Partnerships between financial institutions and other firms such as telcos offer a chance to bring new services such as mobile banking and payments to millions of customers. But innovators should be prepared for the long haul, according a panel of senior industry representatives speaking this week.
“Way back in 2006 in Barcelona, it was announced that an Indian mobile payment system would be in place within a year,” said A.P. Hota, chief executive at the National Payments Corporation of India. “In fact, it took six years to realise that idea. That wasn’t because of resistance from the regulator – the rules to allow it have been in place since 2008. The truth is it’s not an easy job. Mobile banking requires far more than just technology.”
The classic example of banking innovation is M-Pesa, a mobile payments service that has some 15 million users in Kenya. Established by Vodafone subsidiary Safaricom, the service allows users to send and receive payments on their mobile handsets.
Drawing on the relatively high rate of mobile penetration in Kenya, coupled with the low uptake of traditional banking services and undeveloped infrastructure, the service gained success, effectively banking millions of ‘unbanked’ customers who had previously dealt solely with cash.
Financial services firms have been seeking to find ways of expanding similar services around the world in the past five years. However, Alice Zanza, senior payment systems specialist at the World Bank, suggested that many innovative technologies, including mobile payment services, do not make a profit in the first three to four years of operations. Instead, they succeed due to long-term planning.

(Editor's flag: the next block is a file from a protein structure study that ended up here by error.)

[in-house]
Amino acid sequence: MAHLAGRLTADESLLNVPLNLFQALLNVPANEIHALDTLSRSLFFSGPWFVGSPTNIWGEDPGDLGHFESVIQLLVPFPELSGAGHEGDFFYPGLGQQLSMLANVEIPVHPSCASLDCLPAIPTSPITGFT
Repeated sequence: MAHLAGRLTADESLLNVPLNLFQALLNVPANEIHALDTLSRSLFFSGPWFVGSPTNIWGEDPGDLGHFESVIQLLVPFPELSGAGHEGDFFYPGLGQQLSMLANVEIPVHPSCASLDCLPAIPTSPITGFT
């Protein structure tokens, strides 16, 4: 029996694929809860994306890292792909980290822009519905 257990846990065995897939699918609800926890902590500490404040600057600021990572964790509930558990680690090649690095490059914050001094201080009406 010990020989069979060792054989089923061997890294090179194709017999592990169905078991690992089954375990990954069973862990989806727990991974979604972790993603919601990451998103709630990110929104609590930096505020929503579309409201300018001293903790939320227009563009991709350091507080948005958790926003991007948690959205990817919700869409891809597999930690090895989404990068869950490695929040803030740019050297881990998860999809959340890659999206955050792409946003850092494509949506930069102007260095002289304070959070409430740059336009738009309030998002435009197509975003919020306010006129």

“You need to be aware that you’re not going to make any money if you’re going for a quick buck,” she said. “M-Pesa was sustainable because someone was funding it. The Kenyan Government also invested in making the project work. That story needs to be put into perspective – yes it is a success, but it didn’t happen overnight.”
In India, several banks offer mobile banking services. In addition, independent services such as My Mobile Payments offer customers the ability to use a mobile wallet, in which the handset can be used to make retail payments using NFC contactless technology. But according to Hota, any new service must be simple, widely available and easy to use if it is to succeed globally.
“Almost everyone in India has a mobile, but not everyone who can open a mobile account actually does so,” he said. “If the application has to be downloaded, that’s too cumbersome. Customers should be able to dial star-nine-nine-hash on their mobile handsets to access their mobile accounts. That’s the kind of solution we need.”
Other observers agreed with Hota, but also cited factors behind adoption of new financial services. For Gil Gadot, president at electronic payments provider Fundtech, simplicity of use should also be combined with ubiquity and availability for an innovation to achieve mainstream success.
“You need to be able to go anywhere and within three or four clicks complete a payment,” he said. “SMEs need to send money, view their payments and understand their balance. If you don’t have services available over the weekend, the customer will go elsewhere to transact.”
With Amazon and Google launching smart home initiatives, have the telcos missed out on their chance to cash in on this market?
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